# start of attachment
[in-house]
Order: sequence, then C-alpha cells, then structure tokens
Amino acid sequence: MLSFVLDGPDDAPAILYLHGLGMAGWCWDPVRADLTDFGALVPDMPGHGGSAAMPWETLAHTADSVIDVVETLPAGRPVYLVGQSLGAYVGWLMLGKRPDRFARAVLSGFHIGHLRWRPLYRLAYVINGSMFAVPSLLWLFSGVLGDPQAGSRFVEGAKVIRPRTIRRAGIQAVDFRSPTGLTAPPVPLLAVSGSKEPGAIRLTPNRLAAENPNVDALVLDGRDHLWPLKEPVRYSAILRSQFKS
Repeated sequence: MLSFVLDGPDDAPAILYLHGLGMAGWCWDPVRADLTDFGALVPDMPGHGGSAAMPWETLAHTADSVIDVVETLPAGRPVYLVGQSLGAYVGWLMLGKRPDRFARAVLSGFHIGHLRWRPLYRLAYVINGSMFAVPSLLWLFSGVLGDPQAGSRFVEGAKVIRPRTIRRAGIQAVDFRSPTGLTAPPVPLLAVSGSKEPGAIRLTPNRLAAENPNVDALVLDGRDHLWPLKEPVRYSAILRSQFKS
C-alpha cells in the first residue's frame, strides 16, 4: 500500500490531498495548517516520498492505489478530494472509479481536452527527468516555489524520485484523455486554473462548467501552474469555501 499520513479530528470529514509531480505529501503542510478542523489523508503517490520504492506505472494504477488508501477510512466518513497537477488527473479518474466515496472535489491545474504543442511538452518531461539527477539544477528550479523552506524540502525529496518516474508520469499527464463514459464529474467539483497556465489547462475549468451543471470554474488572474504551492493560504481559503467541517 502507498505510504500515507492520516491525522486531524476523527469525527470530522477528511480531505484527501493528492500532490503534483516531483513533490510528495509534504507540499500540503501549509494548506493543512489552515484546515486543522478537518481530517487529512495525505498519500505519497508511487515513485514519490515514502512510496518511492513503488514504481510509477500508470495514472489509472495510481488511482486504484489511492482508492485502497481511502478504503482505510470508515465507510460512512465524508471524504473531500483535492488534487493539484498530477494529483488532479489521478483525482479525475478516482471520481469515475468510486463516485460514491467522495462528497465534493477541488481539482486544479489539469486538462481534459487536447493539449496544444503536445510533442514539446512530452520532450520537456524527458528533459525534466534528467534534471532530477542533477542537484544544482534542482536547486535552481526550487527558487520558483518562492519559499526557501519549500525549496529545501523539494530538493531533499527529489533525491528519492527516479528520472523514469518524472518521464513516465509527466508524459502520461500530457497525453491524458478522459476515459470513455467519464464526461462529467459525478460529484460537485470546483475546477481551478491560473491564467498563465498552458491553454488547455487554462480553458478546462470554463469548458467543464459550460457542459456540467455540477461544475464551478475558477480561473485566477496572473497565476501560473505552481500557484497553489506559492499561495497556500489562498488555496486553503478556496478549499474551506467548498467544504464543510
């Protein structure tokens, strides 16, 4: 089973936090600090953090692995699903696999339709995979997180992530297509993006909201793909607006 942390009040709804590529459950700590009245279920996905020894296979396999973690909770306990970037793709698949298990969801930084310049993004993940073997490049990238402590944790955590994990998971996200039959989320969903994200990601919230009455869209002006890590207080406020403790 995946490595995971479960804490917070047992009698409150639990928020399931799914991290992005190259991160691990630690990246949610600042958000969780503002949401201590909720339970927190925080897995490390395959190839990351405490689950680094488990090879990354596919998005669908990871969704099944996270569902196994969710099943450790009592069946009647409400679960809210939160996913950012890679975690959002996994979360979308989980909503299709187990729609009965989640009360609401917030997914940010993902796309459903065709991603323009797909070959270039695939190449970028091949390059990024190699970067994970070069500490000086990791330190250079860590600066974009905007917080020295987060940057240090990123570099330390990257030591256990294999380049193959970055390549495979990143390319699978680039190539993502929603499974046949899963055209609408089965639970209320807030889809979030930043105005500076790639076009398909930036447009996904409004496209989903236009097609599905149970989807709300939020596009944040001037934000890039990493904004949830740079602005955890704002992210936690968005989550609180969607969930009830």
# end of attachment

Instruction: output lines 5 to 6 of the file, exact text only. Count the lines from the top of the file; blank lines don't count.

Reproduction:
C-alpha cells in the first residue's frame, strides 16, 4: 500500500490531498495548517516520498492505489478530494472509479481536452527527468516555489524520485484523455486554473462548467501552474469555501 499520513479530528470529514509531480505529501503542510478542523489523508503517490520504492506505472494504477488508501477510512466518513497537477488527473479518474466515496472535489491545474504543442511538452518531461539527477539544477528550479523552506524540502525529496518516474508520469499527464463514459464529474467539483497556465489547462475549468451543471470554474488572474504551492493560504481559503467541517 502507498505510504500515507492520516491525522486531524476523527469525527470530522477528511480531505484527501493528492500532490503534483516531483513533490510528495509534504507540499500540503501549509494548506493543512489552515484546515486543522478537518481530517487529512495525505498519500505519497508511487515513485514519490515514502512510496518511492513503488514504481510509477500508470495514472489509472495510481488511482486504484489511492482508492485502497481511502478504503482505510470508515465507510460512512465524508471524504473531500483535492488534487493539484498530477494529483488532479489521478483525482479525475478516482471520481469515475468510486463516485460514491467522495462528497465534493477541488481539482486544479489539469486538462481534459487536447493539449496544444503536445510533442514539446512530452520532450520537456524527458528533459525534466534528467534534471532530477542533477542537484544544482534542482536547486535552481526550487527558487520558483518562492519559499526557501519549500525549496529545501523539494530538493531533499527529489533525491528519492527516479528520472523514469518524472518521464513516465509527466508524459502520461500530457497525453491524458478522459476515459470513455467519464464526461462529467459525478460529484460537485470546483475546477481551478491560473491564467498563465498552458491553454488547455487554462480553458478546462470554463469548458467543464459550460457542459456540467455540477461544475464551478475558477480561473485566477496572473497565476501560473505552481500557484497553489506559492499561495497556500489562498488555496486553503478556496478549499474551506467548498467544504464543510
């Protein structure tokens, strides 16, 4: 089973936090600090953090692995699903696999339709995979997180992530297509993006909201793909607006 942390009040709804590529459950700590009245279920996905020894296979396999973690909770306990970037793709698949298990969801930084310049993004993940073997490049990238402590944790955590994990998971996200039959989320969903994200990601919230009455869209002006890590207080406020403790 995946490595995971479960804490917070047992009698409150639990928020399931799914991290992005190259991160691990630690990246949610600042958000969780503002949401201590909720339970927190925080897995490390395959190839990351405490689950680094488990090879990354596919998005669908990871969704099944996270569902196994969710099943450790009592069946009647409400679960809210939160996913950012890679975690959002996994979360979308989980909503299709187990729609009965989640009360609401917030997914940010993902796309459903065709991603323009797909070959270039695939190449970028091949390059990024190699970067994970070069500490000086990791330190250079860590600066974009905007917080020295987060940057240090990123570099330390990257030591256990294999380049193959970055390549495979990143390319699978680039190539993502929603499974046949899963055209609408089965639970209320807030889809979030930043105005500076790639076009398909930036447009996904409004496209989903236009097609599905149970989807709300939020596009944040001037934000890039990493904004949830740079602005955890704002992210936690968005989550609180969607969930009830």